- Date published:
11:57 am, April 9th, 2016 - 62 comments
Categories: activism, class war, community democracy, democratic participation, Europe, Globalisation, International, political alternatives, Politics, Social issues, socialism - Tags: democracy, france, Occupy, organising, people, protest
At first blush the basic, and perhaps only, criticism I’d make of the nightly gatherings taking place across France are the same I had of ‘Occupy’- having gatherings where one person is given the ability to talk to (at) hundreds of others, is inimical to developing meaningful forms of democracy. That scenario will inevitably become bogged down in the inertia of interminable discussions over minutiae. And then people get bored or frustrated and go home.
That aside, the launching of ‘Nuit Debout‘ is exciting and came off the back of devastatingly simple thought.
There were about 300 or 400 of us at a public meeting in February and we were wondering how can we really scare the government?. We had an idea: at the next big street protest, we simply wouldn’t go home
Hugely heartening too, that people are apparently refusing to be led, organised or informed by any group, committee, organisation or party. It would seem, at least for the time being, that the concept of many people, many voices has been embraced across France.
The concept behind the movement is a “convergence of struggles” with no one leader. There are no union banners or flags of specific groups decorating the protest in the square – a rarity in France.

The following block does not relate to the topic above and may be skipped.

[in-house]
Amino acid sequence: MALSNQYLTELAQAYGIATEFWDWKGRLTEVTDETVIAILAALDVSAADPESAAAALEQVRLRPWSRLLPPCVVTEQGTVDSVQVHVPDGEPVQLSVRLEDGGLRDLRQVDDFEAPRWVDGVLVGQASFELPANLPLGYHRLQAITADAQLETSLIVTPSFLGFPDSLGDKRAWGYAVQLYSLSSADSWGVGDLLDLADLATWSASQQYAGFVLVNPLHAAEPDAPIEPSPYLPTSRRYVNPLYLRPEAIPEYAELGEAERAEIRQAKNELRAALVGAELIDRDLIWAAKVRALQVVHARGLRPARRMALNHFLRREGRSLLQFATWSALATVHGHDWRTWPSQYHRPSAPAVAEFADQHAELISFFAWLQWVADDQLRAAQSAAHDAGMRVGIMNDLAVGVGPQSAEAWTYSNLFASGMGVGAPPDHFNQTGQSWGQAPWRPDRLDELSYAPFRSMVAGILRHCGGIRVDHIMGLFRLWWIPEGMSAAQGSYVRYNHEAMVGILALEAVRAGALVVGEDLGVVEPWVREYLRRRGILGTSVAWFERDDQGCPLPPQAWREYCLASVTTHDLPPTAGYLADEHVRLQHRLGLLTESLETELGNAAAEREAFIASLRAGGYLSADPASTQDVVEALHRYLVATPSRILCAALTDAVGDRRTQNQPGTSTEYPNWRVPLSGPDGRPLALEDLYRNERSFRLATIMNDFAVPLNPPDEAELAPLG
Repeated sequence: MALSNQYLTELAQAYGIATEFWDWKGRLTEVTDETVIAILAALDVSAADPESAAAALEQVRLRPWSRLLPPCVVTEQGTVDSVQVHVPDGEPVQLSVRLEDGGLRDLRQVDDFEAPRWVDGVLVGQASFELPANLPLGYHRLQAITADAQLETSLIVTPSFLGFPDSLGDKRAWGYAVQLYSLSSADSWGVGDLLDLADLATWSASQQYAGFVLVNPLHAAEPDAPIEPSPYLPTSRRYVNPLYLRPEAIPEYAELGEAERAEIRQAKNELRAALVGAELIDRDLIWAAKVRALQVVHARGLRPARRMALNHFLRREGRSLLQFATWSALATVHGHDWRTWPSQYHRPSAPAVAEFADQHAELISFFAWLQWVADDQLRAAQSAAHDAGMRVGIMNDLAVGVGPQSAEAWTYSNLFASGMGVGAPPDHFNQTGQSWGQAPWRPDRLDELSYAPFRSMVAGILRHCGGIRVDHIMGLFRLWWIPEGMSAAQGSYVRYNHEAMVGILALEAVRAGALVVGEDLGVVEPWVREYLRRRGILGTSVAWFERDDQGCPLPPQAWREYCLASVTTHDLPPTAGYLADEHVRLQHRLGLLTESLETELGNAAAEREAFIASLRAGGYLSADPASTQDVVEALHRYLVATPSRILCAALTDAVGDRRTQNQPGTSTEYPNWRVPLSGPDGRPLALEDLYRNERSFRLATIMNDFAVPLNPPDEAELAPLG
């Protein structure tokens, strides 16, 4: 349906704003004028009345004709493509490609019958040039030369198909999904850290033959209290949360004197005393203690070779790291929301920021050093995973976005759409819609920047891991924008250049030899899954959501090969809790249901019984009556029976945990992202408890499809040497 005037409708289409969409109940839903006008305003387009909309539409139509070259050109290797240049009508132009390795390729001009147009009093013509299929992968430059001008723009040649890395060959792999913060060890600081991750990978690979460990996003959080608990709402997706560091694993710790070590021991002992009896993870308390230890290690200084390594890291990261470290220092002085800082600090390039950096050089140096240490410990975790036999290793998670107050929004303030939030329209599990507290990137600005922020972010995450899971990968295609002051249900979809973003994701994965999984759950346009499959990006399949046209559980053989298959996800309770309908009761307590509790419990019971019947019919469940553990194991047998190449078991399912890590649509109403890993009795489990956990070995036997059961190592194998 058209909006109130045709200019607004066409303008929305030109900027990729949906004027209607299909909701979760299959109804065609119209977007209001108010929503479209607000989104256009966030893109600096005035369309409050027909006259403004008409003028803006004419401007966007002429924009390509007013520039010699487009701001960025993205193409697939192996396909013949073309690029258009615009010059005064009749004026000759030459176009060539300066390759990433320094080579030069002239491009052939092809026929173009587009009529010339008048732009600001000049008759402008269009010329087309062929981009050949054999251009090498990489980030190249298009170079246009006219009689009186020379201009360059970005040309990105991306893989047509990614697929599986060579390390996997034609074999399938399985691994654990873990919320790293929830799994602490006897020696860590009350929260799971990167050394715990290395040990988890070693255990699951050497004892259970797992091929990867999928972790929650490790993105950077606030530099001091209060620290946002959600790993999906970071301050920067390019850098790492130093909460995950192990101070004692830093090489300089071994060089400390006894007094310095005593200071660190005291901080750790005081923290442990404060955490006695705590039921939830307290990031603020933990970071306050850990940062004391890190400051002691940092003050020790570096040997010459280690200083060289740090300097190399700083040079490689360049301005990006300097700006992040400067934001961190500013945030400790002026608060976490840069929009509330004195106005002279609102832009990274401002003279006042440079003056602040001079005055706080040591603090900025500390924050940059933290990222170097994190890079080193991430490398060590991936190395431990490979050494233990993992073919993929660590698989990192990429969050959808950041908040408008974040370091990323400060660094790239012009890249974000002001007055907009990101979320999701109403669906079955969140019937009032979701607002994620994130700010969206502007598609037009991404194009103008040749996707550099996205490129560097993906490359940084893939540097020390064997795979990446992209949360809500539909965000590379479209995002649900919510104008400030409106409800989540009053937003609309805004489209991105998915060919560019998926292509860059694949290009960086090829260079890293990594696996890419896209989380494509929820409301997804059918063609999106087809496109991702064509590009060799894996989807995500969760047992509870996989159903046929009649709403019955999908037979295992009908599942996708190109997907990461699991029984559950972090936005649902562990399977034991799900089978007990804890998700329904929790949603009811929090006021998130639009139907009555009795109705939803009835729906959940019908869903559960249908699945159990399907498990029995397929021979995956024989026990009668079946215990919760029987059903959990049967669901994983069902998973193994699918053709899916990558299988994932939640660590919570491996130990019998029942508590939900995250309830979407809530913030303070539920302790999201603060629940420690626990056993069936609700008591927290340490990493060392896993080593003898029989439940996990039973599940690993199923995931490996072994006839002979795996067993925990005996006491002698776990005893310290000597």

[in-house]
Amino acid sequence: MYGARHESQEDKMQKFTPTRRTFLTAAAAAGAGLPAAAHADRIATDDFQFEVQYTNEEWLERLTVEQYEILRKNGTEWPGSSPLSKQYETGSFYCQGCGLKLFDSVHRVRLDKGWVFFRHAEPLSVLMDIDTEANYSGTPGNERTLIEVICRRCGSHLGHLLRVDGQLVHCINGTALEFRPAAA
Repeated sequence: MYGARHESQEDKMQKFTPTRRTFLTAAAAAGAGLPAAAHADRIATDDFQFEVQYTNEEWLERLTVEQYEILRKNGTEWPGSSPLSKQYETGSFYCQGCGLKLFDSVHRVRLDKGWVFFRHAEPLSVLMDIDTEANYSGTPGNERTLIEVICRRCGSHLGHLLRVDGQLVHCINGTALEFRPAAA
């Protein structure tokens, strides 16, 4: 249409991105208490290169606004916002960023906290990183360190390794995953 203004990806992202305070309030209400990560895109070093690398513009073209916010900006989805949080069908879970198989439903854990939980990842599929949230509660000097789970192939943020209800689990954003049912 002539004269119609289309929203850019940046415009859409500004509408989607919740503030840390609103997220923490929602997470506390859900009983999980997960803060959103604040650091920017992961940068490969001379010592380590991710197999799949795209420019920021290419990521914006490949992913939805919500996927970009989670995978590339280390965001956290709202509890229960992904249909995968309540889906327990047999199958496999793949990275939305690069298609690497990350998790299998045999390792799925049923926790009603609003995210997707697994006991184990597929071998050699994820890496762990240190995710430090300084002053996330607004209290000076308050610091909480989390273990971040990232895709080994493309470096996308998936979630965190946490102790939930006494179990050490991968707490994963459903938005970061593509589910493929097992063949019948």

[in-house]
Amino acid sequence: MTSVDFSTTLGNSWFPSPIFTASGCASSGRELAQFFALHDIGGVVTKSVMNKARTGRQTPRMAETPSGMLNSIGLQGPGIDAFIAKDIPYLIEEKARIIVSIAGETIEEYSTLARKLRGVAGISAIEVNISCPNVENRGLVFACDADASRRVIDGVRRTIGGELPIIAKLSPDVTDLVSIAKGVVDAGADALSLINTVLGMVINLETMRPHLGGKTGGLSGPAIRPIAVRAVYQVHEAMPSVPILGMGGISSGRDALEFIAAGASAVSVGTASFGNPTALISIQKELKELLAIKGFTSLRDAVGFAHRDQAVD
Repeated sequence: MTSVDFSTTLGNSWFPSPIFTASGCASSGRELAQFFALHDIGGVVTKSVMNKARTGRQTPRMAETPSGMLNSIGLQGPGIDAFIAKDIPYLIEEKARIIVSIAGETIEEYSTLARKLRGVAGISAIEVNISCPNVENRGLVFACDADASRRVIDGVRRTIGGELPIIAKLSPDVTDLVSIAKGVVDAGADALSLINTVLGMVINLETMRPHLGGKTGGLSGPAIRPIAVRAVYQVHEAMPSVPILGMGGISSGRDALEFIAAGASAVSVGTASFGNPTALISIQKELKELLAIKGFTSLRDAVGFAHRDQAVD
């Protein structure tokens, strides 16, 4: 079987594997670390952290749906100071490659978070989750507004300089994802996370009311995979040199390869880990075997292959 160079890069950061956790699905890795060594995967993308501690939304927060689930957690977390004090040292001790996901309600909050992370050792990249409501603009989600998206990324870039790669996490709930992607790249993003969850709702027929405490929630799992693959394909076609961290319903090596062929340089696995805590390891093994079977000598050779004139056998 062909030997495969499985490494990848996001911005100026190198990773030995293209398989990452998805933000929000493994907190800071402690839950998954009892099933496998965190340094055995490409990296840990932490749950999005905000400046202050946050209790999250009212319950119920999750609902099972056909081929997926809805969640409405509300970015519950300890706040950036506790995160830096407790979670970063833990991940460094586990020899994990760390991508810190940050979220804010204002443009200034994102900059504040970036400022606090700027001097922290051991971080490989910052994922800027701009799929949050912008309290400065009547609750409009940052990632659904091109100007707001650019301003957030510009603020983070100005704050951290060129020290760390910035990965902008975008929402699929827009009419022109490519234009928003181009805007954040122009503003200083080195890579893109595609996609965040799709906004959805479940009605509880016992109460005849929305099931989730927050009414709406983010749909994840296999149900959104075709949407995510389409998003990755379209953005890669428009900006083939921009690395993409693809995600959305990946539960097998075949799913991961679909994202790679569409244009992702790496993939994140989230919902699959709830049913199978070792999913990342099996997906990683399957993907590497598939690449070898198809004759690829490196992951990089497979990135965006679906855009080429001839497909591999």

Back in NZ and with winter coming on it’s not so much an option to simply ‘not go home’ after a protest. But there is no reason why a follow-up gathering can’t be broadcast – one where people actually talk to and with one another; where we share ideas and concerns; where we build networks, explore potentials and hatch future for action – a space with no marshals, no ‘steering’ committees and no top down imposition of boundaries by this, that or the other entity.
I’ve said the last bit at protest planning meetings often enough in the past. But NZ seems to be comprised of nothing but stony ground though…or is the ground fertile enough with the real problem being a preponderance of gatekeepers and carpet layers?
Whatever any accurate analysis of the above might be, I’ve been getting a feeling of late that some seismic shift is taking place across the world.
Mainstream or corporate media seem to be losing their grip on our thoughts and perceptions (eg – you don’t have to go more than one step side-ways from mainstream outlets on ‘the web’ to find a convincing counter narrative to their Clinton/Sanders coverage). I strongly suspect, that rather than seeking to convince us on major issues or events, the corporate or mainstream media is retreating, or has retreated, into a space that would have us accept that bar their jagged shouting, there is no need for thought; that beyond the trivial, there is nothing to be seen, heard or spoken about.
Meanwhile. Climate change, TTPA, stolen water, tax dodging, poverty, privatisation, housing…either we agree that none of these things really matter – or we tiresomely tackle them one by one by one – or we bring them (and much more) together in a rolling maul of discontent that then gives rise to a multiplicity of demands. I’m not up for either option one or option two.